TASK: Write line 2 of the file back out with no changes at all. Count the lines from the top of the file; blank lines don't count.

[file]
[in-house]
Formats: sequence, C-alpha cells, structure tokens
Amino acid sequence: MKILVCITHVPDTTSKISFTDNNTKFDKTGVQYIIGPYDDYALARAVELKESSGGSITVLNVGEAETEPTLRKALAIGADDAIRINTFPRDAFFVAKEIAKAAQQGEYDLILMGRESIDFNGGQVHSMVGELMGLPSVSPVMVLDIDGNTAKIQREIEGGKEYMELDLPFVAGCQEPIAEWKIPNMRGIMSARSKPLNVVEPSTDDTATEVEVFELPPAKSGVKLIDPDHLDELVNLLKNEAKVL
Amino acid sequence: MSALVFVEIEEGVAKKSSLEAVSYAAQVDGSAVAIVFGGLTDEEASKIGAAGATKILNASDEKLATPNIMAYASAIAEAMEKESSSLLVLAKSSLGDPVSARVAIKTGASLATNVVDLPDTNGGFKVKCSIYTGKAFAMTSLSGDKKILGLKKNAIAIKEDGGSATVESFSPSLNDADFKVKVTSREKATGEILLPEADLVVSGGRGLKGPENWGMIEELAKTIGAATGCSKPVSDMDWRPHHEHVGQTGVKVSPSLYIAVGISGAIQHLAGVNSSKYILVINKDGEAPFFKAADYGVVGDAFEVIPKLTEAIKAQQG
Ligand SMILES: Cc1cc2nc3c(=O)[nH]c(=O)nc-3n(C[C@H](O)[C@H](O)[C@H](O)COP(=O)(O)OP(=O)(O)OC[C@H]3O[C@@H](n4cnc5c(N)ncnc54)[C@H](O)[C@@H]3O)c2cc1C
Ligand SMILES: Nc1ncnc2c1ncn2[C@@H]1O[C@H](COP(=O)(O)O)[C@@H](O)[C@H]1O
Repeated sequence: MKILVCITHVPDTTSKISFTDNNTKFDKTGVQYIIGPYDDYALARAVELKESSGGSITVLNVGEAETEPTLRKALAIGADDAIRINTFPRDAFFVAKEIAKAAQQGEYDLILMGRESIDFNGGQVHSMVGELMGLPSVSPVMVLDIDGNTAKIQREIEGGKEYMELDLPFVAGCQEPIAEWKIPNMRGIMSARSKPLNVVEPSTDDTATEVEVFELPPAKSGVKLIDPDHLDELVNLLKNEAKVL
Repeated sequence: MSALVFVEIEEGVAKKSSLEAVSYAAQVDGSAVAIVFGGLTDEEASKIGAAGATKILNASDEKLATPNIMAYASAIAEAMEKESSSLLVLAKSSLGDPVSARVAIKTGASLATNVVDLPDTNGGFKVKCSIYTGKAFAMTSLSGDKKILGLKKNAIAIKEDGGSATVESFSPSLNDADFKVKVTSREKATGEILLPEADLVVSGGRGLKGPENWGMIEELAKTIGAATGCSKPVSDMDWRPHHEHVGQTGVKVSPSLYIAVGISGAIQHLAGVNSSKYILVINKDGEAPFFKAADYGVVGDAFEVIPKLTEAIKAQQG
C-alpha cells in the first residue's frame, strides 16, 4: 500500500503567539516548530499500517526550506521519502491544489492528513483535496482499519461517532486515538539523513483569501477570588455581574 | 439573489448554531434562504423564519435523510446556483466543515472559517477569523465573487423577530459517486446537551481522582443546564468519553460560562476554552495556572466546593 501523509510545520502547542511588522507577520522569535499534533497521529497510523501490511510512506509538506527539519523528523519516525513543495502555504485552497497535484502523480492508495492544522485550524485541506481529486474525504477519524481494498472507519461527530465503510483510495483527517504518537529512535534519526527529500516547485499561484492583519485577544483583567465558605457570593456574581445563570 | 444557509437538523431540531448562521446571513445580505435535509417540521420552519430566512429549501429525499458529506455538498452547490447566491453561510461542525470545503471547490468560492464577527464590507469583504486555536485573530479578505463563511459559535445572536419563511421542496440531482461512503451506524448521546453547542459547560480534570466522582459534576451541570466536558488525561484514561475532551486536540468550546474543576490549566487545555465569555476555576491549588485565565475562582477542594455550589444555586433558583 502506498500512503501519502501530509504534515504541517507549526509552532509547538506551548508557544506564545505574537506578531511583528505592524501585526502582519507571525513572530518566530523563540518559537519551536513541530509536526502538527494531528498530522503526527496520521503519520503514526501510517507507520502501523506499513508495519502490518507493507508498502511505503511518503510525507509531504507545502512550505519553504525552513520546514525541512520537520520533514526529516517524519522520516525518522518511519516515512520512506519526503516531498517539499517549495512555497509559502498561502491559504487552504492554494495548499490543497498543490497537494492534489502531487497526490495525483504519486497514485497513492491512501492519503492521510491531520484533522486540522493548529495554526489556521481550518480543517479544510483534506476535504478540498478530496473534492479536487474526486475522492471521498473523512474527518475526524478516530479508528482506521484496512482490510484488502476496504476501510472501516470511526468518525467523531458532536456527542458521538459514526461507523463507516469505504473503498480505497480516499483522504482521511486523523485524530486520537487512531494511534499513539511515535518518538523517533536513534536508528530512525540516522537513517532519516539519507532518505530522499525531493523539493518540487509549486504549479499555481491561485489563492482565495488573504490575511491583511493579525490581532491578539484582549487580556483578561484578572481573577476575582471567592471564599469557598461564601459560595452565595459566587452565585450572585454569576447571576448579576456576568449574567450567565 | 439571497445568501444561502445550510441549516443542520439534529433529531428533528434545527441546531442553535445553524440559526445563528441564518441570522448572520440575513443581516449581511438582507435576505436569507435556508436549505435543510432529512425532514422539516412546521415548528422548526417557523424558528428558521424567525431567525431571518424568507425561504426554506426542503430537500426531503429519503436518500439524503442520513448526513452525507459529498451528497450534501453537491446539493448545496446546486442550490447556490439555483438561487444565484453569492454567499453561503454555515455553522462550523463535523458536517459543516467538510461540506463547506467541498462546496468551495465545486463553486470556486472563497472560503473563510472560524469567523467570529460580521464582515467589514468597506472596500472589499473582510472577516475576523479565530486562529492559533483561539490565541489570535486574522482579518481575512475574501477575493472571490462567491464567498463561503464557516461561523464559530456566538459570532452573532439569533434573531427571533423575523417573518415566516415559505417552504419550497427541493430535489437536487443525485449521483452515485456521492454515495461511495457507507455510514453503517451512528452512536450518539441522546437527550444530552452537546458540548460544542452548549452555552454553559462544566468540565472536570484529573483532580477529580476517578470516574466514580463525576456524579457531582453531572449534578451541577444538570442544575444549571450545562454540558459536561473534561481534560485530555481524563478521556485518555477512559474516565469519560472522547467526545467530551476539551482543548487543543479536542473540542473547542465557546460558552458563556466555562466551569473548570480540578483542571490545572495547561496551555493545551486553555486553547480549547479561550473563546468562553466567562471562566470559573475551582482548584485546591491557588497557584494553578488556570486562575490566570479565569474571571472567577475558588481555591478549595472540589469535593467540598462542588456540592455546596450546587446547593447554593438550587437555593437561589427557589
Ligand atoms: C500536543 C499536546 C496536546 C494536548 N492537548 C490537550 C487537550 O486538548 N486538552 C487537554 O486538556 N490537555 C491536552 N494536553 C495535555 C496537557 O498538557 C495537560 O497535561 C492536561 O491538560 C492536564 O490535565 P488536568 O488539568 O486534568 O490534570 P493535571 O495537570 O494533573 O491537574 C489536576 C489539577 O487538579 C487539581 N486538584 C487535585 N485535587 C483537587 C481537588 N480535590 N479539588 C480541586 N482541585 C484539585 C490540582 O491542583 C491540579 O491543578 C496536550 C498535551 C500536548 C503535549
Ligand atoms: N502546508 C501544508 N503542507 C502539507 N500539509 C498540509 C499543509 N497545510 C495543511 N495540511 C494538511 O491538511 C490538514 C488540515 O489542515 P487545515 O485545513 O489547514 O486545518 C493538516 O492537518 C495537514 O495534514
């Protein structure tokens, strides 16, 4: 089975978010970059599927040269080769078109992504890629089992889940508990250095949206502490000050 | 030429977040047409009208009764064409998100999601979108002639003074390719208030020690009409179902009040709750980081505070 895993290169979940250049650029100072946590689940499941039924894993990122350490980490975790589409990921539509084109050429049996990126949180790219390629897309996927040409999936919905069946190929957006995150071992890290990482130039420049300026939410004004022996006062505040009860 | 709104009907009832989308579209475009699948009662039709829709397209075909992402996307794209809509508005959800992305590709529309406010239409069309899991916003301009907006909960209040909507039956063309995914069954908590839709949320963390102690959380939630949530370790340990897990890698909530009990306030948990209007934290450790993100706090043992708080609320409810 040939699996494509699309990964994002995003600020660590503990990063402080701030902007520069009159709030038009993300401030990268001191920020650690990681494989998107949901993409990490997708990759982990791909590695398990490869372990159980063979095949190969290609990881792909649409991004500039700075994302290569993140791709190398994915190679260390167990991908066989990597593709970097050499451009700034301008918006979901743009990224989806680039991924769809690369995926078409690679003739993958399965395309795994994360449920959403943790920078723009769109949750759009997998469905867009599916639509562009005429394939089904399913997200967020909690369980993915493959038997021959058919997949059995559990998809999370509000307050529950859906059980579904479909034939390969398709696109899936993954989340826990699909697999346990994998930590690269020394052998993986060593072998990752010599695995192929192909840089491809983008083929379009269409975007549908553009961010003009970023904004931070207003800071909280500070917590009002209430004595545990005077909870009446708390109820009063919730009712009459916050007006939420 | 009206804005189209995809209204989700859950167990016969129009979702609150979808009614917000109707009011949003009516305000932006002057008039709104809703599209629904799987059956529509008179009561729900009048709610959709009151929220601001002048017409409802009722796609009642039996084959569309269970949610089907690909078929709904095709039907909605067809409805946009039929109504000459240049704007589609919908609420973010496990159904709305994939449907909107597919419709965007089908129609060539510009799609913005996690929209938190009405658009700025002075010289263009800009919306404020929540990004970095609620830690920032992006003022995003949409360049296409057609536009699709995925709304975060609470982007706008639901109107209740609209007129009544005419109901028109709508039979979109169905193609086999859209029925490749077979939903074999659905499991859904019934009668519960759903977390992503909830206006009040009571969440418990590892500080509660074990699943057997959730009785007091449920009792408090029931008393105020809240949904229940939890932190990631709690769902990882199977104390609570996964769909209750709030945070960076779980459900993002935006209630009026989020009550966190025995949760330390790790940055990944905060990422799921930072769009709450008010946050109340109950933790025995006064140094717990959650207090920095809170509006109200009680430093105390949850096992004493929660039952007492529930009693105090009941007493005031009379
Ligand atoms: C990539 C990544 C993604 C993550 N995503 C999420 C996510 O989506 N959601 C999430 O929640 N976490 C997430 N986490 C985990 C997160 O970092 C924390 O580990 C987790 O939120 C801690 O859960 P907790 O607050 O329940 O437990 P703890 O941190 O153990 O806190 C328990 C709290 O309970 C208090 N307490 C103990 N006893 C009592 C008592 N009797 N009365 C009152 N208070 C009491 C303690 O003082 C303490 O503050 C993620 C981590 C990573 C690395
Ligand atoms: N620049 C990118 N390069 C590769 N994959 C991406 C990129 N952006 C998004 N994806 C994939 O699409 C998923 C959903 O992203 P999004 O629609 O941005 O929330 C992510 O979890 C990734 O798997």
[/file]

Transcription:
Formats: sequence, C-alpha cells, structure tokens